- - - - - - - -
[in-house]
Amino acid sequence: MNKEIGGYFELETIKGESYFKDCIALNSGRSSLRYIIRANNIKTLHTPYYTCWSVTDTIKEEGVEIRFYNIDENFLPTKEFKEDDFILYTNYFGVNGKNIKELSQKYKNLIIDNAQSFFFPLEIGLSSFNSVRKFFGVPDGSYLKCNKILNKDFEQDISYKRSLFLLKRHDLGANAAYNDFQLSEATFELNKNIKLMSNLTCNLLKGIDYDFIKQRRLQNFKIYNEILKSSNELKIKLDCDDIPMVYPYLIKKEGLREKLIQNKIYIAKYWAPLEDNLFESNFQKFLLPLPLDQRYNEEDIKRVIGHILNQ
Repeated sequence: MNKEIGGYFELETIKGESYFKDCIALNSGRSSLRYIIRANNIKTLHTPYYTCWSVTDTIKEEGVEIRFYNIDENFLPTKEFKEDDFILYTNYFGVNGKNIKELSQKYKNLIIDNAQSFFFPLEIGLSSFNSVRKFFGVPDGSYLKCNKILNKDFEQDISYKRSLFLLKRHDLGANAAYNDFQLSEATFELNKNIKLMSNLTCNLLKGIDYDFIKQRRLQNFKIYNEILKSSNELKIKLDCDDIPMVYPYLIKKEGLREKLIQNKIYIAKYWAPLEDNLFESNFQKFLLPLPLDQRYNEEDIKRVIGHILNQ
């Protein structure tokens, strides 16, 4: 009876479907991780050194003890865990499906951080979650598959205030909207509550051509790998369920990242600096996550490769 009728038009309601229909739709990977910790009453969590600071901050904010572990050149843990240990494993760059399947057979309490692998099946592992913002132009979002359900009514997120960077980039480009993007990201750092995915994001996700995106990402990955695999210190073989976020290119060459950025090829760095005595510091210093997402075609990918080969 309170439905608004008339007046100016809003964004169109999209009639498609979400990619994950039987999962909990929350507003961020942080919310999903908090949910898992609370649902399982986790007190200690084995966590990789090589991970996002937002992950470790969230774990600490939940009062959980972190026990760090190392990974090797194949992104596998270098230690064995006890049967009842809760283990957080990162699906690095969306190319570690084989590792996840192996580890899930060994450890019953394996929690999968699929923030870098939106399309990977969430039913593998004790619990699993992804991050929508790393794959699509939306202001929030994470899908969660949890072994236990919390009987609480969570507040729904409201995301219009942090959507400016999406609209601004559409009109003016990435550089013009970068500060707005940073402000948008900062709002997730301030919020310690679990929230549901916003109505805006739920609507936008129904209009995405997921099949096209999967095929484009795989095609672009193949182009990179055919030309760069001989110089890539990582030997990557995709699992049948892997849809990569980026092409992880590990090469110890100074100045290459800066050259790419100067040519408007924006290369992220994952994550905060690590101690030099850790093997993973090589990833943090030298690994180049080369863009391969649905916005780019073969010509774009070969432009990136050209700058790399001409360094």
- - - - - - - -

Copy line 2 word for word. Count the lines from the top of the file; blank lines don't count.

Amino acid sequence: MNKEIGGYFELETIKGESYFKDCIALNSGRSSLRYIIRANNIKTLHTPYYTCWSVTDTIKEEGVEIRFYNIDENFLPTKEFKEDDFILYTNYFGVNGKNIKELSQKYKNLIIDNAQSFFFPLEIGLSSFNSVRKFFGVPDGSYLKCNKILNKDFEQDISYKRSLFLLKRHDLGANAAYNDFQLSEATFELNKNIKLMSNLTCNLLKGIDYDFIKQRRLQNFKIYNEILKSSNELKIKLDCDDIPMVYPYLIKKEGLREKLIQNKIYIAKYWAPLEDNLFESNFQKFLLPLPLDQRYNEEDIKRVIGHILNQ